Desperately Seeking Passion? Roadmap Revealed

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Desperately Seeking Passion? Roadmap Revealed

Today’s guest contributor is life passion coach and author, Barrie Davenport. She’s taking on a topic that I’m often asked about (and occasionally rail about) with an interesting, process-driven approach. Enjoy…

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There’s been a lot of talk floating around the internet about finding your passion, both positive and negative.

Some of it has come from me, and I’ll happily take some credit for keeping the subject juiced up. I believe in pursuing life passion — wholeheartedly. I’ll tell you why in a minute.

I’ve seen some very solid commentaries suggesting that seeking your life passion isn’t what it’s cracked up to be. In fact, some folks recommend avoiding the pursuit of it altogether, suggesting it will only lead you down a primrose path toward disappointment, job hopping, and little money.

The thought is that serious people need to be about serious things — things that pay the bills. They don’t need poofy passion. They need to “git-er-done” as Larry the Cable Guy would say. Just push through and do what needs to be done to make a living and create a life. Passion is meant for the bedroom.

Perhaps there is a perspective of life passion that merits disdain. Dropping everything to run off and “do what you love” isn’t possible for a lot of people — for most people — especially in this economy. In fact in any economy, very few people have the cojones to jump from the known and secure to the unknown and insecure. And rightly so.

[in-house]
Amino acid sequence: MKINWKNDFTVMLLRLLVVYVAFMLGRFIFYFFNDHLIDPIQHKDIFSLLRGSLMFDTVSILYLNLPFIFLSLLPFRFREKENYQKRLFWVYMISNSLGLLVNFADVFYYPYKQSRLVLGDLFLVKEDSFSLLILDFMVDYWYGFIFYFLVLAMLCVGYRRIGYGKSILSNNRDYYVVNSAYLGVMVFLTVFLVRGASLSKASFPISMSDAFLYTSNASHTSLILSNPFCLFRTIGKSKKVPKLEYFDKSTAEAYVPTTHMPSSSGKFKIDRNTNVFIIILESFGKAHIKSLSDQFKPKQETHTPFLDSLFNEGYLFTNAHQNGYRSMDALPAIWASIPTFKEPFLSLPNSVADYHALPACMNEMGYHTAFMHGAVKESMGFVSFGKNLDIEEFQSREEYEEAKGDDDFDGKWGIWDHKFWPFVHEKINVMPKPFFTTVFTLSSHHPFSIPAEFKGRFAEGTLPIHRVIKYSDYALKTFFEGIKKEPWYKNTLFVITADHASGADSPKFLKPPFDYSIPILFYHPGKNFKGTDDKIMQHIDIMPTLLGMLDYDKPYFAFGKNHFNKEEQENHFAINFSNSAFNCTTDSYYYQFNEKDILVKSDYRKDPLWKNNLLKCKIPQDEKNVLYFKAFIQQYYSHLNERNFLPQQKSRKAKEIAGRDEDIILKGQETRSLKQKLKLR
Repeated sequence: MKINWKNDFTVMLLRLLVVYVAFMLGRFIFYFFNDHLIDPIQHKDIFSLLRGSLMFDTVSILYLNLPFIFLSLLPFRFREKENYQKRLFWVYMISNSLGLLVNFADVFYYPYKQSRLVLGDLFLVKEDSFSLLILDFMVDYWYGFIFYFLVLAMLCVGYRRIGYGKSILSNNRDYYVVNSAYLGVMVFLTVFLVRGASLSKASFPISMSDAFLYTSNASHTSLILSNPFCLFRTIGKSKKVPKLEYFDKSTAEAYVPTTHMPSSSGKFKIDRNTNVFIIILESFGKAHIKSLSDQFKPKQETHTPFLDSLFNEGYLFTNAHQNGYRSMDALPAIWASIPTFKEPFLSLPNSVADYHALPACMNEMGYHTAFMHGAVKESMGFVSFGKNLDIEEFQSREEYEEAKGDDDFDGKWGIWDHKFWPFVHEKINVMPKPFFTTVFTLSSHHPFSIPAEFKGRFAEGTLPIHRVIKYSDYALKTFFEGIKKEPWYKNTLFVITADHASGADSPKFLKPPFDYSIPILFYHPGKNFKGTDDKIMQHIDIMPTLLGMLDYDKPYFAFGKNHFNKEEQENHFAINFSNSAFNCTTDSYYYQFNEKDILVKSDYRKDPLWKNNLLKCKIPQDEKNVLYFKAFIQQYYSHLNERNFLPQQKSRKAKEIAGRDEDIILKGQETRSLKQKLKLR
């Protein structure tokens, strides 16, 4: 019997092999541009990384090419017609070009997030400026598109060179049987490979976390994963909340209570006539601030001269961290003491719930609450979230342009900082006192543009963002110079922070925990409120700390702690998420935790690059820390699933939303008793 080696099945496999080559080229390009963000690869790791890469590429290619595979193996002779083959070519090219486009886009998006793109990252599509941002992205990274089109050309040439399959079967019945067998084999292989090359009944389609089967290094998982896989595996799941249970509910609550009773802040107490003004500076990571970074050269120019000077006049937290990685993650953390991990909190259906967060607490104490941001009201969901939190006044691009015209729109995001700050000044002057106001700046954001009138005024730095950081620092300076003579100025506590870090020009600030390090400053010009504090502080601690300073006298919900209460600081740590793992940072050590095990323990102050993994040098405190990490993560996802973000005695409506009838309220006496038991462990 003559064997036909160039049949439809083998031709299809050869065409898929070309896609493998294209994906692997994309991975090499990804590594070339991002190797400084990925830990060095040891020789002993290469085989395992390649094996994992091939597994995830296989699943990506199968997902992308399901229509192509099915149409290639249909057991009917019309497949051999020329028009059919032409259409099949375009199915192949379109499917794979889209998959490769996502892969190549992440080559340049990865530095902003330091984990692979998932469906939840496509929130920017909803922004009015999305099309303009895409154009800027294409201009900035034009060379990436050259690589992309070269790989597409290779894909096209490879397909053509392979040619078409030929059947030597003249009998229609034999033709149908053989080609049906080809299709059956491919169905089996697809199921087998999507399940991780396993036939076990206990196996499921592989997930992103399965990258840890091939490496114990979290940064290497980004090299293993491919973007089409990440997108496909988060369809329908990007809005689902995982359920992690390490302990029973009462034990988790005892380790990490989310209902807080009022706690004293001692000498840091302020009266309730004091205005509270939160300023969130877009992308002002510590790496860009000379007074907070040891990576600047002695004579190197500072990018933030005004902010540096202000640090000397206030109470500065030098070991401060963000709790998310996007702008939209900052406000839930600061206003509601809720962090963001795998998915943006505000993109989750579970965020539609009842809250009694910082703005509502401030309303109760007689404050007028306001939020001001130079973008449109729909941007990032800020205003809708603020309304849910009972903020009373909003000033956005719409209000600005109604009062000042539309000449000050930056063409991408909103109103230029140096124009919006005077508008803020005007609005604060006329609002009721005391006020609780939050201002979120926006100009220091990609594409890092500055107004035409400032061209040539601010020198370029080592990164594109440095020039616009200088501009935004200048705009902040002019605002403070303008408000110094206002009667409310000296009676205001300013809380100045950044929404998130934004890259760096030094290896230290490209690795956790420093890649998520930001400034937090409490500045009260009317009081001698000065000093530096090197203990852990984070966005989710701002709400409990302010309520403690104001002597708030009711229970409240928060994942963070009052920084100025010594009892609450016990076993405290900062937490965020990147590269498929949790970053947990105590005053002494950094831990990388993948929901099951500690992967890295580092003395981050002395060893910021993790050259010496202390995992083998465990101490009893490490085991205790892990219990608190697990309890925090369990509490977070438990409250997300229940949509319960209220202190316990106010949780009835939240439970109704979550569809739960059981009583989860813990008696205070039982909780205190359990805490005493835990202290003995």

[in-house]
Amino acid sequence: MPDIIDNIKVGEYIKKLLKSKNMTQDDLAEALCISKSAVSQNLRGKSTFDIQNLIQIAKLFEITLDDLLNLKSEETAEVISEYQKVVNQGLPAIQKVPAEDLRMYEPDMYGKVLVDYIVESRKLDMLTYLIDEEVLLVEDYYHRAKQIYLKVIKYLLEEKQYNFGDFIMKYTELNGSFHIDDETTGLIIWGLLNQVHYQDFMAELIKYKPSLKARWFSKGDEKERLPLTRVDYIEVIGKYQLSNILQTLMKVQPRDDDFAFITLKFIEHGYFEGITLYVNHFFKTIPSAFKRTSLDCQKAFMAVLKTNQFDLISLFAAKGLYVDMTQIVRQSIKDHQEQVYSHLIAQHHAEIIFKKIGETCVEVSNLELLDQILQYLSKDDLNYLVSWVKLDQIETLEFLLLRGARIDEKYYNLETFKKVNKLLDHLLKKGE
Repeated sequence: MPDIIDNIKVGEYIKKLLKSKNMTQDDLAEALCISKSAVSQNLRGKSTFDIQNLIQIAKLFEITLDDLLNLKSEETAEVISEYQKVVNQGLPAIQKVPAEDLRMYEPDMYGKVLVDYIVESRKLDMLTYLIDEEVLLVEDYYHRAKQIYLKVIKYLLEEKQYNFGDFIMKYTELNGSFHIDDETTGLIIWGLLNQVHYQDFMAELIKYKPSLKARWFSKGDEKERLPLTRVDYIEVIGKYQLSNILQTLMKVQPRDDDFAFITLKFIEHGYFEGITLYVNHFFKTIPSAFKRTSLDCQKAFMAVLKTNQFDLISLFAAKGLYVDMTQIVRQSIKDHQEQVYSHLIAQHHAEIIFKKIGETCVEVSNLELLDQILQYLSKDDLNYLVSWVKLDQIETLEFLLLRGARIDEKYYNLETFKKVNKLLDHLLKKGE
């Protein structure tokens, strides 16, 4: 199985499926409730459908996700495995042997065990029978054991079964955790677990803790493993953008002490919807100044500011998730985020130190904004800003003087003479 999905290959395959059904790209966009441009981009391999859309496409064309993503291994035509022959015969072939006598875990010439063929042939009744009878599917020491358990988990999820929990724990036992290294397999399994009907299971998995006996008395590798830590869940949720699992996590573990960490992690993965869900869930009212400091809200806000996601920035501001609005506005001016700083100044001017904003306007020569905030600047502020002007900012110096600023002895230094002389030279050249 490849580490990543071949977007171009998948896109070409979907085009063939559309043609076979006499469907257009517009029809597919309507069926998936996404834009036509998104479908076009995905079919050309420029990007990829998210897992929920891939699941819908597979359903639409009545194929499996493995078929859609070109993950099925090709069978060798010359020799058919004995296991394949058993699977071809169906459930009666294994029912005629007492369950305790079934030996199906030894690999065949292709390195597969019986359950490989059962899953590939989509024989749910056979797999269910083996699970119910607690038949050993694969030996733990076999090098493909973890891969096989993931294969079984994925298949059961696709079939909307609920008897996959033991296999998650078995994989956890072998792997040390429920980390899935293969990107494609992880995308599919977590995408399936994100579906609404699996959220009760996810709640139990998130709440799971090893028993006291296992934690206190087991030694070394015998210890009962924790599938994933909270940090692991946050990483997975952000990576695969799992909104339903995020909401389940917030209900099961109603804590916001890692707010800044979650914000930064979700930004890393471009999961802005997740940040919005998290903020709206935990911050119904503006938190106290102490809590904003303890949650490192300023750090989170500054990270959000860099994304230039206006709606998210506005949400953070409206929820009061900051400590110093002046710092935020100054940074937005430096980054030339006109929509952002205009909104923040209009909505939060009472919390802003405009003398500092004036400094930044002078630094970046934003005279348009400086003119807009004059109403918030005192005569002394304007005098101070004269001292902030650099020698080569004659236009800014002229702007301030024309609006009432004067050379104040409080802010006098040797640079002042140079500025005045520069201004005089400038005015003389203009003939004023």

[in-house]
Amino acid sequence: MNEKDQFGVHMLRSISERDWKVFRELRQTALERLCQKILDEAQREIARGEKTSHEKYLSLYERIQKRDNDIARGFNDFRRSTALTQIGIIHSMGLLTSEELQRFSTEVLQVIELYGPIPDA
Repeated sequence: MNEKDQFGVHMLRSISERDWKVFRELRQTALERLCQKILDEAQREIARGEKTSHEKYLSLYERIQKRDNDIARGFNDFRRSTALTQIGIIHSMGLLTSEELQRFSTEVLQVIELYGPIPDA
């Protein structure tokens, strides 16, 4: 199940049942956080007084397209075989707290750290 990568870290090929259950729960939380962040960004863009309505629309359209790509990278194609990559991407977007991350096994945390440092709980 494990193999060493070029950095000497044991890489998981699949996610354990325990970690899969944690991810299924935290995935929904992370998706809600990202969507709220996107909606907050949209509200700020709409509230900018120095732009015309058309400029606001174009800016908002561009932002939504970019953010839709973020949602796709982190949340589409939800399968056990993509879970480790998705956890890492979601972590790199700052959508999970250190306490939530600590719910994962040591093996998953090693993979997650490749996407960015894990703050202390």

Flowery language and promises of happiness might make you bright-eyed and hopeful about life passion — for about 30 seconds. But it doesn’t take long for reality to come crashing down on you. It’s not possible to live passionately without disrupting everything, selling your house, and living off of rice and beans.

But is that really true?

I’m as practical and cautious as the next person when it comes to believing supposed life-altering promises. But for me, the pursuit of a life passion is one of the most important I’ve ever undertaken. I have personally met the life passion Buddha on the road, and I didn’t kill him. I embraced him.  In other words, I found my life passion, and I’ve found a way to live it within the context of my existing life. I am far happier and more fulfilled as a result. And I’m not the only one who has found a way. I work with people every day who have recreated their lives so they can live their passions. And they aren’t living on the street.